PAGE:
Berger quote: The Issue of Language Again

“If the first metaphor was animal, it was because the essential relation between man and animal was metaphoric” (Berger 7). I found this quote to be interesting because it seems to be an underlying problem of almost all the more persuasive essays or stories we have read. Emerson first hinted that our language is based in the natural world, comprised of earthly symbol and thus our culture is an earthly culture only people have turned their eye away from it, and have forgotten it. However, the issue of relativity or relate-ability becomes compromised. Writers want to distinguish what is animal and man only through language based on what was symbolically an animal.

So, here again we see another advent of language and its affront or dislocation to the natural world. Berger, while claiming the origin of language derives from the emotional necessity to emote, he also concedes that the desire for origin whether it be symbolic or biotic, is an endless and inexhaustible quest that seems to only be able define what comes after, an exceptional observation and also a difficult concession if he believes what he thinks the origin of language is. His assumption is practical and approachable, but inevitably, it is and always will be half full of doubt. Also, with language culture follows, which is consummately symbolic. I’m not sure whether Berger considers that animals also display culture. Culture is not something unique to humans. Anthropologists have studied and demonstrated that lions, chimpanzees other primates among the wild and domestic have displayed their own forms of what can be considered culture.

However, our culture is differentiated by animal culture in the existence of symbol, which Berger declares is irreducible from language. But, if human language is comprised of animalistic metaphor, how do we then define what Garrard describes as the “insuperable line” or use it in a practical manner? If animalism is inextricably linked to our cognition, our way of thinking, can there really be a legitimate way of expressing our differing qualities between man and animal? For example, Garrard states, “the skeptical attack on sentimental views of animals risks making it impossible to describe animal behavior at all. The problem therefore is to distinguish between kinds of anthropomorphism, which is often a very practical matter” (Garrard 138). He then goes on to quote Berger, referencing the duality of animal observing human. Through Berger, this idea of distinguishing anthropomorphism easily becomes very difficult, after all isn’t our syntax comprised of animal metaphor. Hasn’t everything said been based on the metaphor of animal?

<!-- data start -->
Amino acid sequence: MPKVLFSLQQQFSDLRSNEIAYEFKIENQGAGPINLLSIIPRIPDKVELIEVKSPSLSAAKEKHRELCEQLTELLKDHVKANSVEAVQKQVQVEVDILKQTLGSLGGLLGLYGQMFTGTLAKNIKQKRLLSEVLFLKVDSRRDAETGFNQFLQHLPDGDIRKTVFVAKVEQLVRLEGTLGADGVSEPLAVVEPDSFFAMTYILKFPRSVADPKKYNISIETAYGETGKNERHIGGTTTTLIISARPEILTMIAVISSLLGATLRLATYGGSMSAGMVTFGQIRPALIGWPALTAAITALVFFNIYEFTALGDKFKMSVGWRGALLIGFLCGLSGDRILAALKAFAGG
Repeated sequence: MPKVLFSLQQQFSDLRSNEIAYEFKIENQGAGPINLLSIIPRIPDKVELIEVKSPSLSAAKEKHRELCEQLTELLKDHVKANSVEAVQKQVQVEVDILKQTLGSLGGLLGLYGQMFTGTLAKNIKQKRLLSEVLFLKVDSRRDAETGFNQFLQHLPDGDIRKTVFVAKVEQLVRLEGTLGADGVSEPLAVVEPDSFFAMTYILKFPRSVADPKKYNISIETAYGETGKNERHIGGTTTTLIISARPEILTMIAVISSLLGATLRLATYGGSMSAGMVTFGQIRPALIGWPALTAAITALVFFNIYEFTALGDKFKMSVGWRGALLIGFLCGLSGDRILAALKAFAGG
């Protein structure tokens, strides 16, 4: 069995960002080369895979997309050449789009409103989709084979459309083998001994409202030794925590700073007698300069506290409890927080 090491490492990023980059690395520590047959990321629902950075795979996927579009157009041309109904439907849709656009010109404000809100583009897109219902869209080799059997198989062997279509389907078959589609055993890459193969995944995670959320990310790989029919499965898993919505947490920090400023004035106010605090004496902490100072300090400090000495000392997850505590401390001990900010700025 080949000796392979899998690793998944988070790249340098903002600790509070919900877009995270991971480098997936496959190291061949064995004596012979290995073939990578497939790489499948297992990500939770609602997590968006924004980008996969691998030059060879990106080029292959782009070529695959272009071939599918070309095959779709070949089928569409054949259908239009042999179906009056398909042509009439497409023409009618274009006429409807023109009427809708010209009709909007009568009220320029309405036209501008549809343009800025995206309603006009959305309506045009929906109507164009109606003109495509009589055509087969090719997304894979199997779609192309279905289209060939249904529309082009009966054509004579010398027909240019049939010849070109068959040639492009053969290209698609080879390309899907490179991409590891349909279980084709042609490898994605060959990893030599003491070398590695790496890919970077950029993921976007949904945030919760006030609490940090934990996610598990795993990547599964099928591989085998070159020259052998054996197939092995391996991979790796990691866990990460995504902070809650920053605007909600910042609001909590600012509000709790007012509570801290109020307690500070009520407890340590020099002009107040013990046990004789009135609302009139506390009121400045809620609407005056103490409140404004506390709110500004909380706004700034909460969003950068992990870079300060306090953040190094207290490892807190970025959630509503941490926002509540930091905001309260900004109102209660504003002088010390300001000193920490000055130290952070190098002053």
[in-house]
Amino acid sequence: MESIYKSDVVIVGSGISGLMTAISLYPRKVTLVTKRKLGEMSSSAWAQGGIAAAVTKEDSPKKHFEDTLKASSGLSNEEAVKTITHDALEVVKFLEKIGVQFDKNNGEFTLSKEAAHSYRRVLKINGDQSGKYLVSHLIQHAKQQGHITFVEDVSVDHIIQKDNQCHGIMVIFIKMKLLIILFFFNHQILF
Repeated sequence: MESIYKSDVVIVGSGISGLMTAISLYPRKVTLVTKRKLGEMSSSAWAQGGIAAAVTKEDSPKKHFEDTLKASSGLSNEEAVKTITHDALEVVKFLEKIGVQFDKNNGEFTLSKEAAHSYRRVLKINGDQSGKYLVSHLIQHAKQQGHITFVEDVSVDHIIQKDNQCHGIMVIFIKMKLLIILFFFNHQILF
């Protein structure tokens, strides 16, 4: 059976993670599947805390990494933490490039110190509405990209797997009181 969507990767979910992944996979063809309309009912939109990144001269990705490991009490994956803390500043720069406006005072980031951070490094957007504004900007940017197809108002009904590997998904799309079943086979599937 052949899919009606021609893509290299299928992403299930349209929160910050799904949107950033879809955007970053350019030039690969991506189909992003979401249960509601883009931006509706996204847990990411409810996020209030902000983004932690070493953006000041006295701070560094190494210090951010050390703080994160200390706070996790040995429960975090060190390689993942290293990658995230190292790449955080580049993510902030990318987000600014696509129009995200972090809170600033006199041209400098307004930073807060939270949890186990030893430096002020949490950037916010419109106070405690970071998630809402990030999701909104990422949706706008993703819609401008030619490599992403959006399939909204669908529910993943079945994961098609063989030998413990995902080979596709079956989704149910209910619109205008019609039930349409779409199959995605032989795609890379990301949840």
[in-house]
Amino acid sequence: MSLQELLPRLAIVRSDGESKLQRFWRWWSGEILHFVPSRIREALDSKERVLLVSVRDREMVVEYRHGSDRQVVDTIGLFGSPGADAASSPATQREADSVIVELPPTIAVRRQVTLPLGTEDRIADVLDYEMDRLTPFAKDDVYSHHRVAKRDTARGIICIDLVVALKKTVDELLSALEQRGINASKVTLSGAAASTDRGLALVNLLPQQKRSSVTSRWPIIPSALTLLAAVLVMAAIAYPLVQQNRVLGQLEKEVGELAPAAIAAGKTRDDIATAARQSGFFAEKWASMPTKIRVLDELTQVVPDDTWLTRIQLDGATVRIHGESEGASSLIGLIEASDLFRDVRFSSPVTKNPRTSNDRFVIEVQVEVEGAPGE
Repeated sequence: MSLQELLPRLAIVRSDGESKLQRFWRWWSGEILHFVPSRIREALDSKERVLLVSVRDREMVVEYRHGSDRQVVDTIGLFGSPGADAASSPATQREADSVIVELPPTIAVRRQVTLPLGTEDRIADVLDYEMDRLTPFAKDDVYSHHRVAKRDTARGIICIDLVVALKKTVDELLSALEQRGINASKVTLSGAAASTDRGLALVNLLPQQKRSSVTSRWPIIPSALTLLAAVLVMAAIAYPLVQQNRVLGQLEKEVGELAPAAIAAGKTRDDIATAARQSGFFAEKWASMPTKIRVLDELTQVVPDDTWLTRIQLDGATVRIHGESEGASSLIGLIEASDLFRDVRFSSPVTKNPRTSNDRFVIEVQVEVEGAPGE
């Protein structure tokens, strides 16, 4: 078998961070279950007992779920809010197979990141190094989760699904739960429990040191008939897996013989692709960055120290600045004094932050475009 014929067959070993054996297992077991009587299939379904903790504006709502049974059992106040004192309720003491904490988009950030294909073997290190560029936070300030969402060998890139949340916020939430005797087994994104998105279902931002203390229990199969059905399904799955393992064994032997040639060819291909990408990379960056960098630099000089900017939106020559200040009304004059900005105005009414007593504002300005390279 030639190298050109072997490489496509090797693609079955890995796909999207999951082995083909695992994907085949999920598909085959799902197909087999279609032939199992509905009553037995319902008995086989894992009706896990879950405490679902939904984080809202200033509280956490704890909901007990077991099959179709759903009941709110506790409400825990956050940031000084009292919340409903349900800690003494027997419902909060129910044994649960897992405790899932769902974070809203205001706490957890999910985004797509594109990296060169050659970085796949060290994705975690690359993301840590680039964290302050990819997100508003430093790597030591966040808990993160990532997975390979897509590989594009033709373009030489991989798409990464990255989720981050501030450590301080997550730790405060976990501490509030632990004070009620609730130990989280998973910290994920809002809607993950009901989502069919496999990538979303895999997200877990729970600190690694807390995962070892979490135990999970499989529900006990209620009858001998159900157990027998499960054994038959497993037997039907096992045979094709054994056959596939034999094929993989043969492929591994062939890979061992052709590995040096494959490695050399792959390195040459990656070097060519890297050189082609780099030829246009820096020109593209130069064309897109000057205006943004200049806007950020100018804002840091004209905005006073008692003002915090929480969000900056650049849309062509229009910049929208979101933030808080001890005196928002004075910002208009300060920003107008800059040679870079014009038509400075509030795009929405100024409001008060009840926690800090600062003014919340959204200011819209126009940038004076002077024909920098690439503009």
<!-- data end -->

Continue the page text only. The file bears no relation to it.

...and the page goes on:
Berger, John. About Looking. InternationalCH./Art: Why Look at Animals? p. 3-28. Pub. Vintage Sept 1991

Garrard, Greg. Ecocriticism. New York: Routledge, 2004.

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One response to this post.

  1. Posted by rebsheppard on November 17, 2011 at 2:02 pm

    I think the question you posited at the end of your post of whether or not “everything said [has] been based on the metaphor of the animal” is provocative (in a good way), and effectively ties into Berger’s analysis of the link between human language and anthropomorphism/animal behavior. I would answer that not everything said has been based on the elusive “metaphor of animal.” For example, humans have had to create words to describe emotions/sensations that are unique to humankind, like self-awareness. With that said, I favor Rousseau’s assertion that “emotions were the first motives which induced man to speak,” and that the metaphors of human speech are not all related to animals in some way.

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